Kansas City lawyer seeks freedom for Charles Erickson from same murder conviction as Ryan Ferguson

Posted at 11:09 AM, Oct 05, 2016
and last updated 2016-10-05 23:36:20-04

A Kansas City attorney is trying to free Charles Erickson who’s still locked up three years after his friend Ryan Ferguson’s conviction was overturned for the same 2001 murder.

“We know that they are both innocent,” Erickson’s new attorney Tricia Bushnell told 41 Action News. “We are taking on Charlie’s case to get him filed and present that evidence to the court.”

Help from Kansas City

Bushnell with the Midwest Innocence Project recently accepted Erickson’s request for legal help. 

“Unfortunately for Charlie, he’s never had his day in court. No one’s ever taken his case and filed to show the ways in which we know the evidence that was provided to him and told to him was false,” Bushnell said.

Columbia Murder

Erickson is serving time for the 2001 beating and strangling death of newspaper editor Kent Heitholt in Columbia, Missouri. After Erickson told friends he had dreams that he and Ferguson did the murder, police picked him up and questioned him.

“When there’s really high pressure for law enforcement to solve a crime, and folks are being interrogated and fed information and lied to, they may falsely confess,” said Bushnell.

Pressured to confess

When police led him to believe Ferguson would testify against him, Erickson said he felt pressured to say he did it thinking he would otherwise face the death penalty.

“It’s you that’s on this chopping block!” a police detective told Erickson in the interrogation video. 

Police can lie

“Police can lie to someone, they can tell someone incorrect things or they can feed them information,” said Bushnell.

Police are allowed to lie to get a confession even if it’s a false confession. But if someone lies to police, it’s a crime.

“We’re really hopeful that folks will see that these are things that happen and that they’ll start to learn and care about our clients,” said Bushnell.

Lawsuit and immunity

As Ryan Ferguson told NBC’s Today Show last year, it’s difficult to free the wrongly imprisoned because police and prosecutors are protected through immunity.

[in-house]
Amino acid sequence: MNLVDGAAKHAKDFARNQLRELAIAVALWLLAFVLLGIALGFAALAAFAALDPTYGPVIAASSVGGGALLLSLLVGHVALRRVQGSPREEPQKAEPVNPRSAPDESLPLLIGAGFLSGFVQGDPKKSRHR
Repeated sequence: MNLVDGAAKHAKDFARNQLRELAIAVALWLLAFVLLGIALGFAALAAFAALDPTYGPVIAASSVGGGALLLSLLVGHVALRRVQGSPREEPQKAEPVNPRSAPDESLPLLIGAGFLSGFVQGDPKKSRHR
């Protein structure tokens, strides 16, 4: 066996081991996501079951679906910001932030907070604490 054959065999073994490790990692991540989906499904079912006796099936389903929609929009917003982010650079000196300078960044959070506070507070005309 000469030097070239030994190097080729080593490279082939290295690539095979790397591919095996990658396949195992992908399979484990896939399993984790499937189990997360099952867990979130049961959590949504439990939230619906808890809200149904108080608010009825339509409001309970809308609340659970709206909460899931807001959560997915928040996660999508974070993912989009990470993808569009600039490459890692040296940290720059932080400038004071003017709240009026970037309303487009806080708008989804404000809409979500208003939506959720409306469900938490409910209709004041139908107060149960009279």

“It’s hard to get a person out. It’s very easy for them to go in. So if we can stop people going in who are innocent, I think that’s the biggest thing. And we need accountability for police and prosecutors,” Ferguson said in an interview with Matt Lauer. 

Ferguson is currently trying to sue the police and prosecutor who convicted him, but officers filed an appeal asking a judge to throw out the lawsuit claiming immunity. 

'Unlocking the Truth'

Now as a free man, Ferguson is hosting the MTV show "Unlocking the Truth" to shine a light on other questionable convictions. 

“There’s so many red flags with each of them. They need to be investigated,” Ferguson said in the first episode.

One of those cases involves a fellow central Missouri man.

Another Missouri case

Michael Politte is serving a life sentence after police arrested him at 14 years old.

“They formed a confession,” Politte talked about his arrest on the MTV show, “Now they’re not asking me anything, they’re telling me that I murdered my mother... I was terrified.”

In 1998, his mother Rita Politte was found bludgeoned and burned to death inside their rural Washington County home southwest of St. Louis.

“Michael Politte, his case came to us from the Midwest Innocence Project. They actually aided in my case,” Ferguson said on ‘Unlocking the Truth.’

Hundreds more cases

Bushnell told 41 Action News that Politte is just one of the people the Midwest Innocence Project is trying to free, but hundreds more are on their waiting list.

“We’re hopeful that folks will see Michael’s case and want to learn about everyone else’s, not just our clients, but all around the country, because this is something that happens to thousands of people,” said Bushnell.



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